Russia training Djibouti Army mine clearance personnel

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The Russian military’s International Mine Action Centre (IMAC) is training servicemen from Djibouti on the Uran-6 mine clearance vehicle.

The Russian Ministry of Defence on 24 January said a group of eight foreign specialists has started a training course on ‘robotics and special works’ at the IMAC in Nakhabino near Moscow.

“The training of foreign servicemen is carried out by experienced teachers of the International Mine Action Centre who have combat experience in mine clearance. The training course will last until 10 April and will end with a final exam with the acceptance of credits and the issuance of a certificate of completion of the established sample,” the Russian Ministry of Defence said.

The Uran-6 is an unmanned demining system based on the Croatian MV-4 Dok-Ing mine-clearing robot. The demining robot can be deployed in mine reconnaissance and area clearance operations to detect and remove explosive ordnance and anti-personnel/anti-tank mines. The operator can control it from up to a kilometre away.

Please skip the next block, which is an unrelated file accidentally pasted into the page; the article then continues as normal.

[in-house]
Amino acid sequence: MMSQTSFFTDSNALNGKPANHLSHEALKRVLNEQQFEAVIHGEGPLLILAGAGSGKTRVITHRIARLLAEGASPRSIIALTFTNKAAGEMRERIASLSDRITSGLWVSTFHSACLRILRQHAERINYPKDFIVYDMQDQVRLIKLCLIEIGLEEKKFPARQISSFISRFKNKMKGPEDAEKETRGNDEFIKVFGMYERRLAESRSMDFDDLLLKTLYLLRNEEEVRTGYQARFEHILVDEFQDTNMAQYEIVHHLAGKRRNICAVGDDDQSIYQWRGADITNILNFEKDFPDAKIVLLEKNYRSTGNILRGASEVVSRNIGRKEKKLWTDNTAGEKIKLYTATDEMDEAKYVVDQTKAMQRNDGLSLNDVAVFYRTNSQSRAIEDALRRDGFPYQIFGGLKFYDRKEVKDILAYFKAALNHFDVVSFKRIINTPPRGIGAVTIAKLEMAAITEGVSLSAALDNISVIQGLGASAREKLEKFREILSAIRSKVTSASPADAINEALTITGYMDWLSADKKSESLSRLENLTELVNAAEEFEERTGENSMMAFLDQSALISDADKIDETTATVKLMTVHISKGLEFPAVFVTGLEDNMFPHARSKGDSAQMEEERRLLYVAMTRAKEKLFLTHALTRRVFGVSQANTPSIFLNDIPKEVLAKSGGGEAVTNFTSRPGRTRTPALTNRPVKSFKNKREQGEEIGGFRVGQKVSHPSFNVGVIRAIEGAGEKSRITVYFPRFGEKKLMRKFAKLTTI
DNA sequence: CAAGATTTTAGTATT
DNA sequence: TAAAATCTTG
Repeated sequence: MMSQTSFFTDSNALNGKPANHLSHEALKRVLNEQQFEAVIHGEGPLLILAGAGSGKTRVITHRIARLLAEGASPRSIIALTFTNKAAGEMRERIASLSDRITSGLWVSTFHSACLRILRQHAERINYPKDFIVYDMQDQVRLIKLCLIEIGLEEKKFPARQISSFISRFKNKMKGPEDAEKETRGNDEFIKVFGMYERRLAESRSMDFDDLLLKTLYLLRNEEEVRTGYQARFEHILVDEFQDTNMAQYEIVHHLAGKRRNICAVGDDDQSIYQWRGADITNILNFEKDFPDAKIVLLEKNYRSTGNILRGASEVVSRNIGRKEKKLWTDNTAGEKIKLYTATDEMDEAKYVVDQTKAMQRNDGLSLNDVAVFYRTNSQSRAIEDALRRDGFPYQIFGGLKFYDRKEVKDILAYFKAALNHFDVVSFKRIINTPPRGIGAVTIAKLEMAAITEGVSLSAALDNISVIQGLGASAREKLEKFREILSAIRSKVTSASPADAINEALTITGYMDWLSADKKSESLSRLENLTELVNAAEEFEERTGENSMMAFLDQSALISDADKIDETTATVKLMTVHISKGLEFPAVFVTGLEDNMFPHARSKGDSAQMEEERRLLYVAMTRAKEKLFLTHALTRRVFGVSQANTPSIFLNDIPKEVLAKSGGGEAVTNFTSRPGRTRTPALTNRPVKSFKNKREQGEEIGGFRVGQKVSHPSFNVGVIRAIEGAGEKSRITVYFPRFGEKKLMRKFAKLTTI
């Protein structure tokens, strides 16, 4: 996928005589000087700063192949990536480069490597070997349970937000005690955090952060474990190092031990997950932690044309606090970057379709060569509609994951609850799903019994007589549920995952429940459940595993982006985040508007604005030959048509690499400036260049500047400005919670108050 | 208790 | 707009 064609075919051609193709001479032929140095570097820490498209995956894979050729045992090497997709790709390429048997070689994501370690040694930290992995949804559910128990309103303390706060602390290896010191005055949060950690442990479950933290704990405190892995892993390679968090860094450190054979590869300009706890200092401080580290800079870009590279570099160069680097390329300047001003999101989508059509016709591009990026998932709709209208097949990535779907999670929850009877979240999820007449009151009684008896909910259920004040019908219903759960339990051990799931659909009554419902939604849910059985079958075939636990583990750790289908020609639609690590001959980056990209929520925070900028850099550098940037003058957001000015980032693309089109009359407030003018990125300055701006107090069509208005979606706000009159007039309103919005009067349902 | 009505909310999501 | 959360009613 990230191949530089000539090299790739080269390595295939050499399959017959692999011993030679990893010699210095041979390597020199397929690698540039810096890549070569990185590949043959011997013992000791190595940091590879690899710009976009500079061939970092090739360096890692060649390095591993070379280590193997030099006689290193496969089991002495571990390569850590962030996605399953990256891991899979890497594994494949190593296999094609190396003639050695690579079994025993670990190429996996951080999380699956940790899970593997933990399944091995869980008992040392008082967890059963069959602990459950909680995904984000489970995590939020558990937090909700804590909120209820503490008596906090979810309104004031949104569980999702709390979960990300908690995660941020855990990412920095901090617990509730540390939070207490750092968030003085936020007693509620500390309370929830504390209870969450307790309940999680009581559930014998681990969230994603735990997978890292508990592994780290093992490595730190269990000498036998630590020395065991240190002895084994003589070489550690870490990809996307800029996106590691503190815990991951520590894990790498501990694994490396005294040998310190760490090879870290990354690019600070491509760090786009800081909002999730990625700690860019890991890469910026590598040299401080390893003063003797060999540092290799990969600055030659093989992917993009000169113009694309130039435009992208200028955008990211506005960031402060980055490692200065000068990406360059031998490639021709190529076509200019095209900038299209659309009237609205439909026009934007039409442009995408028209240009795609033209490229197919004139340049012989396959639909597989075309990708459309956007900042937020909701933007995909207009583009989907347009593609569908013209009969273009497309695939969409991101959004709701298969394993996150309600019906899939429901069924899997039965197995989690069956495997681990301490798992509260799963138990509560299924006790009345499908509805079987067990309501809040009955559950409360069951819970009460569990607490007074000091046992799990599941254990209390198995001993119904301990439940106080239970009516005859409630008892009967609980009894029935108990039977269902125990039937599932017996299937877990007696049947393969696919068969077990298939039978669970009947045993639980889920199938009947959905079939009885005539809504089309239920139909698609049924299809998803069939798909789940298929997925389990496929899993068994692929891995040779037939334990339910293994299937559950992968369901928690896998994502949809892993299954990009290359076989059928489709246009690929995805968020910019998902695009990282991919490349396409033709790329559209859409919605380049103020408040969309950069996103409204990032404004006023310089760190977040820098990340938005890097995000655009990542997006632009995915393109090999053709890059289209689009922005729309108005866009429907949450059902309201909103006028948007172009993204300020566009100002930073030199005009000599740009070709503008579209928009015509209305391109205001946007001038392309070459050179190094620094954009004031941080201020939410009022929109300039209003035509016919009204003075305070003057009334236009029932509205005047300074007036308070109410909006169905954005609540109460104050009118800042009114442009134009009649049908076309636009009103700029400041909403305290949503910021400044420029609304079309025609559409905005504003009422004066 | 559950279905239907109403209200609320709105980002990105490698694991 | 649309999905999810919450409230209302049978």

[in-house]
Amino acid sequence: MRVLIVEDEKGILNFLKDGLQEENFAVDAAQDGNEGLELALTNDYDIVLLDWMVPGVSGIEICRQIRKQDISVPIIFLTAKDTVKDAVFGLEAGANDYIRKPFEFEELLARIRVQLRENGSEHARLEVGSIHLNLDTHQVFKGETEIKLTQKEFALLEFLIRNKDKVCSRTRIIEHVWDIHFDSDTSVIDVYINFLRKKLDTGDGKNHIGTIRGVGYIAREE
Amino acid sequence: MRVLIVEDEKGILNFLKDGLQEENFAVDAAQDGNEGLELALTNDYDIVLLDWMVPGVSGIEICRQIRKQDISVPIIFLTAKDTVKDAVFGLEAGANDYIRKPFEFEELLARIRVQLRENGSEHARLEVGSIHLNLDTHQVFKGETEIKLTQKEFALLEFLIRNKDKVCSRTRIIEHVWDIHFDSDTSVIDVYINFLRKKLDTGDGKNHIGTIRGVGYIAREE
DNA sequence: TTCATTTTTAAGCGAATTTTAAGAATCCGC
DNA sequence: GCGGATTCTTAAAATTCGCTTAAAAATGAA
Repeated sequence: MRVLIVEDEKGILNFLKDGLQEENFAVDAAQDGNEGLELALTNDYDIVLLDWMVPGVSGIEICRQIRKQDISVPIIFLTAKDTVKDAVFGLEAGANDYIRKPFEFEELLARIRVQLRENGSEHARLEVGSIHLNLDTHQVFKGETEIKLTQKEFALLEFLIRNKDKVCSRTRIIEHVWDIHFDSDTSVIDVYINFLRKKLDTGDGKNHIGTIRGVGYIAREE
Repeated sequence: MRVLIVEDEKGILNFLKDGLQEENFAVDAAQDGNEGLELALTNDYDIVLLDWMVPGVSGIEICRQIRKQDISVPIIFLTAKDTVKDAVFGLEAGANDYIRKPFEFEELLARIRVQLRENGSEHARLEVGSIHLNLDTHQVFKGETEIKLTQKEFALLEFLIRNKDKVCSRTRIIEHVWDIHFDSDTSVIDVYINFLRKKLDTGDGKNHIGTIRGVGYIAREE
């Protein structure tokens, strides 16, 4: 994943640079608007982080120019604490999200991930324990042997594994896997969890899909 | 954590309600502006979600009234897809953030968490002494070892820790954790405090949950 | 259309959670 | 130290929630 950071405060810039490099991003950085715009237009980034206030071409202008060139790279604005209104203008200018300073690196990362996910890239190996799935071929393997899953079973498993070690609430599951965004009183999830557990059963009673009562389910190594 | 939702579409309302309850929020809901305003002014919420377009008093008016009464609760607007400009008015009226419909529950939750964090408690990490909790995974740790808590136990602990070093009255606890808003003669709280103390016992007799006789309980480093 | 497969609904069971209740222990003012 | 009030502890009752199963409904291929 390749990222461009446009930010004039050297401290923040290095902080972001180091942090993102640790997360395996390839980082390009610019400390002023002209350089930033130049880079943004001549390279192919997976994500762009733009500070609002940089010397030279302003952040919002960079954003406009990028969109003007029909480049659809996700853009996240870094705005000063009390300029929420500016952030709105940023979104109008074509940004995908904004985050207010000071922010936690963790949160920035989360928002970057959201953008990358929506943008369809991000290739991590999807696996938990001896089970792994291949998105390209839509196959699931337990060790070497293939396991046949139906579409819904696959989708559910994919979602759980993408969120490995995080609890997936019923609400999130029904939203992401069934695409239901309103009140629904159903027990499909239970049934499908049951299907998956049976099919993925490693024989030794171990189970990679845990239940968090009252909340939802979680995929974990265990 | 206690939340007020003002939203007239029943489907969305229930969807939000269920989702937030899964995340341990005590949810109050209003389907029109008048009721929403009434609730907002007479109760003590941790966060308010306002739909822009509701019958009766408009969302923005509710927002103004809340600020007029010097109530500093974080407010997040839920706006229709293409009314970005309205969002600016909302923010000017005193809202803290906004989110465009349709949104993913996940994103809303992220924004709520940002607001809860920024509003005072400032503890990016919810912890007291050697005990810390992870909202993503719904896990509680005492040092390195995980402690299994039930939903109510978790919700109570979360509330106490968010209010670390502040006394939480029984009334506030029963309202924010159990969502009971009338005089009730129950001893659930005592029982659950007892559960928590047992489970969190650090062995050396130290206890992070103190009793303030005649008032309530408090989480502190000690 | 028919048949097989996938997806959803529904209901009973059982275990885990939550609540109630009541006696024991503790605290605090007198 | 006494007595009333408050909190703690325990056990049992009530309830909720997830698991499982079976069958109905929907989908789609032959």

The Uran-6 has been deployed by the Russian military to Syria and Chechnya since 2016. It is being offered on the international market.

The tracked vehicle weighs around six tons and has a length of 4.45 metres. Four video cameras provide operator with 360° field-of-view of the operating area in the front and rear. The Uran-6 can be equipped with a number of operating tools including five different mine sweeping devices to detect and detonate mines, including a bulldozer blade, tong-type gripper, solid roller and Katkov demining trawl.



A 240 hp diesel engine provides a mine-clearing speed of 2km/h and maximum speed of 5km/h. Endurance is up to five hours.